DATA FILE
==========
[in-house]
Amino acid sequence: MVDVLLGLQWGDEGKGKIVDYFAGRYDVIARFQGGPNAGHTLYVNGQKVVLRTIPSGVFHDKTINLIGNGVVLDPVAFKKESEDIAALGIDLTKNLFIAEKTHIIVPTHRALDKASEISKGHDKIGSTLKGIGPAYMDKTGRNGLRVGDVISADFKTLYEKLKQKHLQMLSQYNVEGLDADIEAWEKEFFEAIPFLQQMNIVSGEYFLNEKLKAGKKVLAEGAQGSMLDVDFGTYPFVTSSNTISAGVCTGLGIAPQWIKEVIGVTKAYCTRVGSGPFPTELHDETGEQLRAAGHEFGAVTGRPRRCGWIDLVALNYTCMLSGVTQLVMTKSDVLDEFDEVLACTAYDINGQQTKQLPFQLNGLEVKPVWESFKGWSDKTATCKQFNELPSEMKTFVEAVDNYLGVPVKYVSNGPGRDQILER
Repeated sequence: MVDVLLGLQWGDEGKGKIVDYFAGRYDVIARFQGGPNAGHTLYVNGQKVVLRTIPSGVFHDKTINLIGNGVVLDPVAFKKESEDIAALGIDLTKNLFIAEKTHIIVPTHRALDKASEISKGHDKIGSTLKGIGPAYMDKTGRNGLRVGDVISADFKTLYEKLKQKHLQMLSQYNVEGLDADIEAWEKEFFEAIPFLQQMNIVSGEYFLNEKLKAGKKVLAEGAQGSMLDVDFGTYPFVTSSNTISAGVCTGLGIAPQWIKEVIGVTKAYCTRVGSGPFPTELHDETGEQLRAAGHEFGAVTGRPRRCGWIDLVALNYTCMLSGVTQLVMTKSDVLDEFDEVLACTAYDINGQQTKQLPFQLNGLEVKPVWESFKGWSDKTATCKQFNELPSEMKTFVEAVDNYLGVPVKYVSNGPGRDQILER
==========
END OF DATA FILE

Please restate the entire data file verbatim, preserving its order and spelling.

[in-house]
Amino acid sequence: MVDVLLGLQWGDEGKGKIVDYFAGRYDVIARFQGGPNAGHTLYVNGQKVVLRTIPSGVFHDKTINLIGNGVVLDPVAFKKESEDIAALGIDLTKNLFIAEKTHIIVPTHRALDKASEISKGHDKIGSTLKGIGPAYMDKTGRNGLRVGDVISADFKTLYEKLKQKHLQMLSQYNVEGLDADIEAWEKEFFEAIPFLQQMNIVSGEYFLNEKLKAGKKVLAEGAQGSMLDVDFGTYPFVTSSNTISAGVCTGLGIAPQWIKEVIGVTKAYCTRVGSGPFPTELHDETGEQLRAAGHEFGAVTGRPRRCGWIDLVALNYTCMLSGVTQLVMTKSDVLDEFDEVLACTAYDINGQQTKQLPFQLNGLEVKPVWESFKGWSDKTATCKQFNELPSEMKTFVEAVDNYLGVPVKYVSNGPGRDQILER
Repeated sequence: MVDVLLGLQWGDEGKGKIVDYFAGRYDVIARFQGGPNAGHTLYVNGQKVVLRTIPSGVFHDKTINLIGNGVVLDPVAFKKESEDIAALGIDLTKNLFIAEKTHIIVPTHRALDKASEISKGHDKIGSTLKGIGPAYMDKTGRNGLRVGDVISADFKTLYEKLKQKHLQMLSQYNVEGLDADIEAWEKEFFEAIPFLQQMNIVSGEYFLNEKLKAGKKVLAEGAQGSMLDVDFGTYPFVTSSNTISAGVCTGLGIAPQWIKEVIGVTKAYCTRVGSGPFPTELHDETGEQLRAAGHEFGAVTGRPRRCGWIDLVALNYTCMLSGVTQLVMTKSDVLDEFDEVLACTAYDINGQQTKQLPFQLNGLEVKPVWESFKGWSDKTATCKQFNELPSEMKTFVEAVDNYLGVPVKYVSNGPGRDQILER